Exhibitions

Room 208A

France 1625-1700
Visions of Antiquity

Cornelis van Poelenburch, Diana and her Nymphs, 1659.

Cornelis van Poelenburch, Diana and her Nymphs, 1659.

In 1624 the young French artist Nicolas Poussin (1594-1665) moved to Rome, where he would spend most of his life and become one of the most important artists of his day.

To Poussin and many other artists, ancient Rome was an important source of inspiration. They were inspired by emotionally charged sculptures such as the Laocoön Group, which is represented in this room by the Dutch sculptor Adriaen de Vries’ version of the main protagonist of the group.

Entering into creative dialogues with his Italian aristocratic patrons, Poussin created a new kind of landscape painting: the so-called heroic landscape. These were Arcadian imaginary landscapes in which heroes from myths and legends carry out splendid deeds as an example to us all.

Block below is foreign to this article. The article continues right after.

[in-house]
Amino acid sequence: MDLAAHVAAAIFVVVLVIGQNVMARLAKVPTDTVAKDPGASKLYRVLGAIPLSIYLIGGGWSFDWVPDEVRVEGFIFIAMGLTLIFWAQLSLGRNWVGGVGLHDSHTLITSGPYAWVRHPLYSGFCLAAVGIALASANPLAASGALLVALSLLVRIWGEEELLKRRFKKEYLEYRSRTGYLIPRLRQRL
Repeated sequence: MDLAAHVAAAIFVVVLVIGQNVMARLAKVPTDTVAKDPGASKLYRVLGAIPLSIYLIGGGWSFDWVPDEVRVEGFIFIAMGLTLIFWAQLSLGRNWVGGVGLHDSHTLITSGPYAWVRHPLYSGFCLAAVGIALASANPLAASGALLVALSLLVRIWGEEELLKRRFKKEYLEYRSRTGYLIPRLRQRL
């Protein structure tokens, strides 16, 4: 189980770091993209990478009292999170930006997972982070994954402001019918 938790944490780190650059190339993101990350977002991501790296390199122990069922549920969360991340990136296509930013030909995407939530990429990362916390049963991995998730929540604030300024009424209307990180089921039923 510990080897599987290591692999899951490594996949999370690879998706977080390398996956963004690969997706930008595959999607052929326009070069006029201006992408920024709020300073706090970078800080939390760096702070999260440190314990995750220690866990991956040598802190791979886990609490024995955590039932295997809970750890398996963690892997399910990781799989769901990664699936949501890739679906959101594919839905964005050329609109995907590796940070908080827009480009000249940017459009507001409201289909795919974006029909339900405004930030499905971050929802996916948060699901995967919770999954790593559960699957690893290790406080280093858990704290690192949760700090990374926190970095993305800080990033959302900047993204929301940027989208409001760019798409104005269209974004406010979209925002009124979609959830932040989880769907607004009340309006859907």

Poussin’s student, Gaspar Dughet, and the slightly younger Claude Lorrain picked up the mantle by also favouring ideal landscapes where shepherds from bygone times live in a state of harmony with nature.



Claude Lorrain, River Landscape with Herdsmen, c. 1630.

Claude Lorrain, River Landscape with Herdsmen, c. 1630.

Updated: 8.apr.2014
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